On Fri, Feb 25, 2011 at 12:17:58AM +0100, Ludovico Gardenghi wrote:
> AFAIK, at least for the "average Cisco switch" on which I have had some
> experience, the default behaviour is per-interface tail-drop. That is,
> each egress interface has a buffer. When it's full, new packets are
> dropped and there's no timeout -- enqueuing will happen again when some
> old packets are delivered. Alternatives are variants of RED/WRED
> algorithms, which start dropping random packets before the queue gets
> full, trying to address some issues of tail-dropping especially for TCP
> traffic (global synchronization is one of them).
> If you go up with the price (or to layer 3 switching) you get more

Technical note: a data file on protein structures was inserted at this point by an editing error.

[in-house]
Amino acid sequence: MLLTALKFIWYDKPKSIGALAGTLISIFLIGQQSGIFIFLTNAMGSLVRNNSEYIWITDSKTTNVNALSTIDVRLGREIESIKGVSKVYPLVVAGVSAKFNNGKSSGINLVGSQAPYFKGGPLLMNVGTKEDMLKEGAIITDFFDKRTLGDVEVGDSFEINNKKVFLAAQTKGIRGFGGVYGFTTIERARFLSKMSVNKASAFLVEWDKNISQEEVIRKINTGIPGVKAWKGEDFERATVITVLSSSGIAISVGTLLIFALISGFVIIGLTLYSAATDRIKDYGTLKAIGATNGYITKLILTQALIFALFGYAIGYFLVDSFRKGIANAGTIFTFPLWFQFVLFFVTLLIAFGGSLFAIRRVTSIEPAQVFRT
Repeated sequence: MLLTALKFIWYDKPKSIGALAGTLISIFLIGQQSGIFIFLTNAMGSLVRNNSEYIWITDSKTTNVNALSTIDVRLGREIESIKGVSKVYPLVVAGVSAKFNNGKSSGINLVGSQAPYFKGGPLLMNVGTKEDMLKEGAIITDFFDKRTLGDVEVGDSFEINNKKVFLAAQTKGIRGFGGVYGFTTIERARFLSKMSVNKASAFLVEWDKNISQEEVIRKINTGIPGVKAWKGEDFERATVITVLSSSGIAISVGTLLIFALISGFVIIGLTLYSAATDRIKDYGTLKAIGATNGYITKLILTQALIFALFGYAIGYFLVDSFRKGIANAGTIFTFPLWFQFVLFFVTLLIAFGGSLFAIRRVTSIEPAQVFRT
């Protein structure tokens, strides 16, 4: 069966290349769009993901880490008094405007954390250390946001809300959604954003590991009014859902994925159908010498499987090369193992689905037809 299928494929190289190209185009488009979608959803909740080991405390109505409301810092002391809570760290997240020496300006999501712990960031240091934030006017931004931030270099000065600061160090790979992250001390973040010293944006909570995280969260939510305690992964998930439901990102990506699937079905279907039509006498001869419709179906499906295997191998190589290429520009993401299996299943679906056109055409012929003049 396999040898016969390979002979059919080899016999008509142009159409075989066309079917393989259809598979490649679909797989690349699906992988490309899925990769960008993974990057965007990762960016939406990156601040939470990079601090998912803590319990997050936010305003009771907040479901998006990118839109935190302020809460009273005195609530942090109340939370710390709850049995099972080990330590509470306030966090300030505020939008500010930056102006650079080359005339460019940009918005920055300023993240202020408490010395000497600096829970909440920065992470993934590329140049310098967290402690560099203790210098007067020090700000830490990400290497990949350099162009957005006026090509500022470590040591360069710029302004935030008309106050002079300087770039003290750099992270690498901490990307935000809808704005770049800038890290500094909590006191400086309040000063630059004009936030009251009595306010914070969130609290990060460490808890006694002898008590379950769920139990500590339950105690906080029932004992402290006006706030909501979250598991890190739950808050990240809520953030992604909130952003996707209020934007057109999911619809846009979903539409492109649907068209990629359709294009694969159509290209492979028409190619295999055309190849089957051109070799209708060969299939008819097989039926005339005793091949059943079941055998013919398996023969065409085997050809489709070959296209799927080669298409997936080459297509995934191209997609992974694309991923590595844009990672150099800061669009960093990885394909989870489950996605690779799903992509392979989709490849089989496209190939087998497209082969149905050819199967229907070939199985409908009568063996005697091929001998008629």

> refined QoS settings which are usually performed by the software (while
> the tail-drop queue is handled by the hardware), but I think they're out
> of scope here.

I agree. Let me add something about that.

Virtualizing a switch is a very hard task because real ones come with a
specific processing unit, with realtime capabilities and multiple cores,
dedicated (almost) 100% to the task. Said so, nowadays very fast switches 
(>1GBit) use advanced QoS algorithms and shapers on the output queues to 
cope with traffic overloads. 

vde_l3 supports shapers in separate plugins, and there are already a drop
tail and a RED implemented as separate modules, don't know if they can be
useful. RED is very difficult to implement, so I had basically stolen that 
from linux implementation ;).

Prettige dag


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